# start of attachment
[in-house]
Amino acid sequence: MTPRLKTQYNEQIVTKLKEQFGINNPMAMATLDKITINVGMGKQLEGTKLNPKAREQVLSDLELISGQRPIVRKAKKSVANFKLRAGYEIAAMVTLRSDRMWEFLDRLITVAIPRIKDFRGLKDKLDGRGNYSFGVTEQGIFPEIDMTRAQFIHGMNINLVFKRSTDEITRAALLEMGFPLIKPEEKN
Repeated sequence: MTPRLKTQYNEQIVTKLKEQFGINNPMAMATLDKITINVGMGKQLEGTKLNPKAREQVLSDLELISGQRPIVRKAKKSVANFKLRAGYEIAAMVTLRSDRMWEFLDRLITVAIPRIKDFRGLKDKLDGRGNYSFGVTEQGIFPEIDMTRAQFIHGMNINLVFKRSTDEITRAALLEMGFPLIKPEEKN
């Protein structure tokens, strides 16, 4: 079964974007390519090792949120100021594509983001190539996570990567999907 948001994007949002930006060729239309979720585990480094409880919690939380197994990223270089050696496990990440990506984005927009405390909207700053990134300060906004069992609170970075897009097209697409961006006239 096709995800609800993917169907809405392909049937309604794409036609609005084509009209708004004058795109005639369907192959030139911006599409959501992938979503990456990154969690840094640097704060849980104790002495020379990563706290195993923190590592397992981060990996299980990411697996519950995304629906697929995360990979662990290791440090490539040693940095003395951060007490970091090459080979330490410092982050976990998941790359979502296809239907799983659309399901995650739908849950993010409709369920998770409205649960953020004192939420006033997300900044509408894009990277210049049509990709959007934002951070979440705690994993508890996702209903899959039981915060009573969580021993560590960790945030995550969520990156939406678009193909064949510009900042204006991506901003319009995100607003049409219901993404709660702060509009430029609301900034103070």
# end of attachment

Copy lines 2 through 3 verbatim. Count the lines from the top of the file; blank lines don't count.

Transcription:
Amino acid sequence: MTPRLKTQYNEQIVTKLKEQFGINNPMAMATLDKITINVGMGKQLEGTKLNPKAREQVLSDLELISGQRPIVRKAKKSVANFKLRAGYEIAAMVTLRSDRMWEFLDRLITVAIPRIKDFRGLKDKLDGRGNYSFGVTEQGIFPEIDMTRAQFIHGMNINLVFKRSTDEITRAALLEMGFPLIKPEEKN
Repeated sequence: MTPRLKTQYNEQIVTKLKEQFGINNPMAMATLDKITINVGMGKQLEGTKLNPKAREQVLSDLELISGQRPIVRKAKKSVANFKLRAGYEIAAMVTLRSDRMWEFLDRLITVAIPRIKDFRGLKDKLDGRGNYSFGVTEQGIFPEIDMTRAQFIHGMNINLVFKRSTDEITRAALLEMGFPLIKPEEKN